Sunday, January 6, 2019

Battle of Britain - Scenario 18 - August 31st 1940 – The Poles

This is the eighteenth scenario in a Battle of Britain campaign that follows the exploits of the fictitious Country of Dampshire 369 Squadron Auxiliary Air Force. We use the Wings of Glory WW2 rules, slightly modified to give faster play, together with our own set of campaign rules. We use the Wings of Glory planes where the right model is available, other manufactures are used to fill in the gaps.

The Background

What the Poles had was an élan peculiar to them; they were proud to be Polish. In fact, they loved being Polish and they didn’t mind showing it. Moreover, they fitted into the RAF perfectly. There were no problems converting them to Spitfires and Hurricanes. They took to these new planes like a ballerina to her shoes. It was as if these two aircraft had been waiting for them to fly them. There was only one problem. The language. The Poles liked expressing themselves. In battle there was no holding them. The radio transmitters, the RT became crowded with what an RAF pilot called “Polish chatter”. Furthermore, they had to learn RAF procedure. But finally they got it, and became operational on 31 August,

No. 303 (Polish) Squadron achieved an exceptional record in the Battle of Britain, it was the highest scoring of the Hurricane squadrons during the battle and had the highest ratio of enemy aircraft destroyed to their own lost (safest). It was rumoured that the number of kills was only exceeded by the number of hearts broken in the West End by those good looking guys.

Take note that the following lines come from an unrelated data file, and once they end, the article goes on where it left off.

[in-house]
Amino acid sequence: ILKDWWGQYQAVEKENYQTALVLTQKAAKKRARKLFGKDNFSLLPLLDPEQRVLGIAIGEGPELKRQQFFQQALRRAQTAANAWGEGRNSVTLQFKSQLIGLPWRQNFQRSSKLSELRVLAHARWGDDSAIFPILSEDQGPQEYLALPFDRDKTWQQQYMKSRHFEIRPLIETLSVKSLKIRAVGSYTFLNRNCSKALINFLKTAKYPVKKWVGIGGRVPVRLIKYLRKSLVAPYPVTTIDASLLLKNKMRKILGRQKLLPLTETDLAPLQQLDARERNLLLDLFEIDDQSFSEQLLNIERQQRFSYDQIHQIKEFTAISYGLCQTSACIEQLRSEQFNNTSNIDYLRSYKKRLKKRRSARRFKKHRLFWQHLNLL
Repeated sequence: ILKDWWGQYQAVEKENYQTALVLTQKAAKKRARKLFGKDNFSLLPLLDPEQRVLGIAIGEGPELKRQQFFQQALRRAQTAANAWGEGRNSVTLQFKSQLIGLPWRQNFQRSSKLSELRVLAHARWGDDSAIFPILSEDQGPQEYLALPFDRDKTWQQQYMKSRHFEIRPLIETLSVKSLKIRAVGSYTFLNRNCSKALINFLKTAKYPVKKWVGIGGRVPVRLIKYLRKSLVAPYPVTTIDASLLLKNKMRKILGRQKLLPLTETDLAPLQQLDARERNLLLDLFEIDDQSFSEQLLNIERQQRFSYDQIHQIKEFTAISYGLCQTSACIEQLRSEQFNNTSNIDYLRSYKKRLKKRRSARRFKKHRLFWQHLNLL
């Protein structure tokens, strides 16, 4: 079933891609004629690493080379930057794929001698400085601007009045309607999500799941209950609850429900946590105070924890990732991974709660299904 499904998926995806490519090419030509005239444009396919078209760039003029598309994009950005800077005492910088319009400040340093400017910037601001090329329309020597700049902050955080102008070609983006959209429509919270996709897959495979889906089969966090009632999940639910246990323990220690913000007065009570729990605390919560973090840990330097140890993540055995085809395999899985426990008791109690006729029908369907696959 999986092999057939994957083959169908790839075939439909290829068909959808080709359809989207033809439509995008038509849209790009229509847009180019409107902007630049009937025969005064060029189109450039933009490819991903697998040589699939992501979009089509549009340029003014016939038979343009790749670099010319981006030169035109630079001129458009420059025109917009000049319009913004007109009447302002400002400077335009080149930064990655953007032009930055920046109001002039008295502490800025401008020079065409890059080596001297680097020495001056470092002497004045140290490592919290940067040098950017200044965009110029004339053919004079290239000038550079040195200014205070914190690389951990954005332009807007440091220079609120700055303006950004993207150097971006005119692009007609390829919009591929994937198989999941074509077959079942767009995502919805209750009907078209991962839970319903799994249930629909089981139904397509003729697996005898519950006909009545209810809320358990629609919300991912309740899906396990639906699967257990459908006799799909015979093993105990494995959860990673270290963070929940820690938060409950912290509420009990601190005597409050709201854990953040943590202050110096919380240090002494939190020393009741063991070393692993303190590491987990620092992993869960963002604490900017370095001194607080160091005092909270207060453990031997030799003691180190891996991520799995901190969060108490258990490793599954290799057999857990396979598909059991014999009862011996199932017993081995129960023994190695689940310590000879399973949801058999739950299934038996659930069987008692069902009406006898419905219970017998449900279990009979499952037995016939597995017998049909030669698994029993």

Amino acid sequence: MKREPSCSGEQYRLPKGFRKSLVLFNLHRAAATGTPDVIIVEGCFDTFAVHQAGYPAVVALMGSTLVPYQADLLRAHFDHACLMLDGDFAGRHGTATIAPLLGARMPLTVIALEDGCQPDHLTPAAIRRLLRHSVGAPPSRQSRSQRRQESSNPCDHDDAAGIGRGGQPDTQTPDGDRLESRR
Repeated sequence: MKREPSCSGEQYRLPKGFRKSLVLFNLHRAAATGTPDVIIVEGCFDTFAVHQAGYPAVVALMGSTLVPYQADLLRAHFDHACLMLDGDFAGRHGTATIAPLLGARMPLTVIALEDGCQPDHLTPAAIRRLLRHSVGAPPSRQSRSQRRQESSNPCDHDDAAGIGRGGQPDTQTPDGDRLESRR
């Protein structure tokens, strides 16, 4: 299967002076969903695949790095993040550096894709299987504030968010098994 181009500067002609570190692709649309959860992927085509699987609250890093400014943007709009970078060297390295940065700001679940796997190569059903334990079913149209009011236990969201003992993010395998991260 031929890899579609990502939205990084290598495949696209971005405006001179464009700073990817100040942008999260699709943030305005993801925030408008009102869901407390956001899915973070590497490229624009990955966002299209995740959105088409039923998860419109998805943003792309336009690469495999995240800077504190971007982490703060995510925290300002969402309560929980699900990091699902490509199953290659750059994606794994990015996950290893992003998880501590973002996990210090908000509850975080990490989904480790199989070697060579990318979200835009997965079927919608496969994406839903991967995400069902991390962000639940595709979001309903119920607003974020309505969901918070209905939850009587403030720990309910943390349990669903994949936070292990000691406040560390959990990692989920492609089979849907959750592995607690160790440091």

The Action

The pilots of Country of Dampshire 369 Squadron AAF were sitting drinking mugs of sweet tea in a collection of old overstuffed armchairs and deck chairs from a pre-war liner when the squadron's Maggie touched down.

It was piloted by the squadron's Intelligence Officer, Foxy Moron. Foxy jumped down and so did an unknown pilot carrying a small holdall, which he put down and looked around rather curiously. Last out of the plane was Foxy’s troublesome dog, who immediately ran over to the holdall and cocked his leg.

They walked over to the squadron and Foxy introduced the new pilot, Alexander Graham Bellski, from Poland, who was just joining the squadron.

Bellski wanted to go up and test-fly his Hurricane, but as it was just about lunchtime, and Sir Price had told the chaps that there was going to be a special treat of bacon sandwiches, nobody wanted to go with Bellski. So Bellski, who didn't know about the sandwiches, went off to fly on his own.

He'd been flying for about 25 minutes when he spotted an Me 109 at a distance directly in front.

The 109 pilot, Leutnant Otto von Dasshausen, was searching the sky and spotted Bellski before he could close. Dasshausen turned sharply towards Bellski.

The two planes closed quickly, exchanging shots.

Dasshausen turned sharply, just avoiding a collision as both pilots managed a snap shot.

The distance opened between the two planes.

Dasshausen performed an Immelmann, in an attempt to get on Bellski's tail.

But Bellski spotted him and turned tightly.

Dasshausen closed the gap, and fired a long burst into Bellski whose engine caught fire. At the last second Dasshausen pulled on the stick and missed Bellski's Hurricane by inches.

Dasshausen looked over his shoulder to see Bellski bailing out of his flaming Hurricane.

Bellski landed in a field near a Home Guard road block. He was raced to hospital but his burns would keep him out of the Battle.


German Victory

  • Leutnant Otto von Dasshausen: 1 Kill. 

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